Joshua Foust, who usually blogs at Registan.net, has a book review (posted a few days back) of former GRU General Boris Volodarsky’s history of Russia’s use of poisons for assassinations published at Oil and the Glory.
And what a poison it is: The particular hallmark of Russian poisons, besides their creativity, seems to be their relatively long kill time. A victim will languish for weeks, even months, in sheer agony before either barely surviving or dying. Volodarsky describes this tradition while tracing Soviet and Russian poisoneers (for lack of a better term) through early uses of merely unusual plant extracts to the industrial development of unique compounds. The resulting potions are engineered specifically to mimic other problems, usually some form of gastritis, so that by the time doctors eventually realize what’s happened, it’s too late to fix.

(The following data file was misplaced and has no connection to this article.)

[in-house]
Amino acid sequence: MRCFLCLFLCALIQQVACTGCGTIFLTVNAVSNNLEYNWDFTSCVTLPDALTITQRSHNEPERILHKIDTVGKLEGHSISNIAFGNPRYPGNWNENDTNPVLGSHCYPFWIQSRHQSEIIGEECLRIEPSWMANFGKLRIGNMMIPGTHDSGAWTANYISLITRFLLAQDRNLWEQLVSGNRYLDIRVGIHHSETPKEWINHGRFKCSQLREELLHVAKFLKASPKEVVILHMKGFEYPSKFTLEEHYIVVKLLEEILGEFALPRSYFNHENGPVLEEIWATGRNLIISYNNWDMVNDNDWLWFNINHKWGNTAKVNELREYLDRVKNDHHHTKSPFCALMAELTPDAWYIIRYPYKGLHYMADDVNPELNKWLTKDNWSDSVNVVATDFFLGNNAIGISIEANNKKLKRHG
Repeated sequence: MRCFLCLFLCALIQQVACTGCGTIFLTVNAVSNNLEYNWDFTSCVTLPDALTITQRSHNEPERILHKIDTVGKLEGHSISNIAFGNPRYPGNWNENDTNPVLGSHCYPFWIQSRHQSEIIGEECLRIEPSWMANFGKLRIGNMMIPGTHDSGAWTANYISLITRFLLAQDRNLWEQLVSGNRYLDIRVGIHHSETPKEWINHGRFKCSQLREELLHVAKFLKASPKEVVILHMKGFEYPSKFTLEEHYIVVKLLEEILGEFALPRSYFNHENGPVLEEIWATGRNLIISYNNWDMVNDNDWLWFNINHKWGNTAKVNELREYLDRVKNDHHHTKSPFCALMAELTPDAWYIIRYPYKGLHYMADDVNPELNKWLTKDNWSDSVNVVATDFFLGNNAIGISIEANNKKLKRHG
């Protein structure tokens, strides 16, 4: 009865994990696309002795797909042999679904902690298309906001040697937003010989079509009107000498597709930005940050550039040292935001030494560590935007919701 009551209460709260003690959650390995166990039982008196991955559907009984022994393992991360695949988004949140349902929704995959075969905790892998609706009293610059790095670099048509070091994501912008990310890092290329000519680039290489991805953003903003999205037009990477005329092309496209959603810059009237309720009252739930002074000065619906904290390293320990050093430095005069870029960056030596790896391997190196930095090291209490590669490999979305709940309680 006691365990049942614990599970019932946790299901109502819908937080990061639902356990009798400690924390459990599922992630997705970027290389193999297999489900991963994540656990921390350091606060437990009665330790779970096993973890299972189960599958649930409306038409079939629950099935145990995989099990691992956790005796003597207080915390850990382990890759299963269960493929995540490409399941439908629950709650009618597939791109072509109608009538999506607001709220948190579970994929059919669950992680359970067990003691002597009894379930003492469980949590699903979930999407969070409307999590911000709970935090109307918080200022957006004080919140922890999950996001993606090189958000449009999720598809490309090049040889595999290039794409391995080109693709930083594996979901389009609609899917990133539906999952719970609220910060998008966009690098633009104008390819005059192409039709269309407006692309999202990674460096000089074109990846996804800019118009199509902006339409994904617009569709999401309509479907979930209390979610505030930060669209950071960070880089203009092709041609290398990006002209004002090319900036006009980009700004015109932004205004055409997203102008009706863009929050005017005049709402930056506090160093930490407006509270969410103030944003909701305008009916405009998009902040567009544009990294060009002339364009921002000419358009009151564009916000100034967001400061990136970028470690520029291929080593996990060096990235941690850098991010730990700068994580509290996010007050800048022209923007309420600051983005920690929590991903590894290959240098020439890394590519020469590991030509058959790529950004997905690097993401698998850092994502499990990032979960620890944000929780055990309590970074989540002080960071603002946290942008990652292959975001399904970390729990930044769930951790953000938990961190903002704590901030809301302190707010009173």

The inspiration for Volodarsky’s history is the death of Alexander Litvinenko, the KGB defector slowly poisoned with Polonium-210 in 2006. While it can be difficult to parse the complicated history that Volodarsky writes — this is a book by and for insiders — the picture that emerges is damning of Russia going back decades. This might be where the book would fit in the pantheon of anti-Russia books: Volodarsky argues that the post-USSR poisoning activities of Russian intelligence demonstrate a strong continuity between Soviet and Russian activities.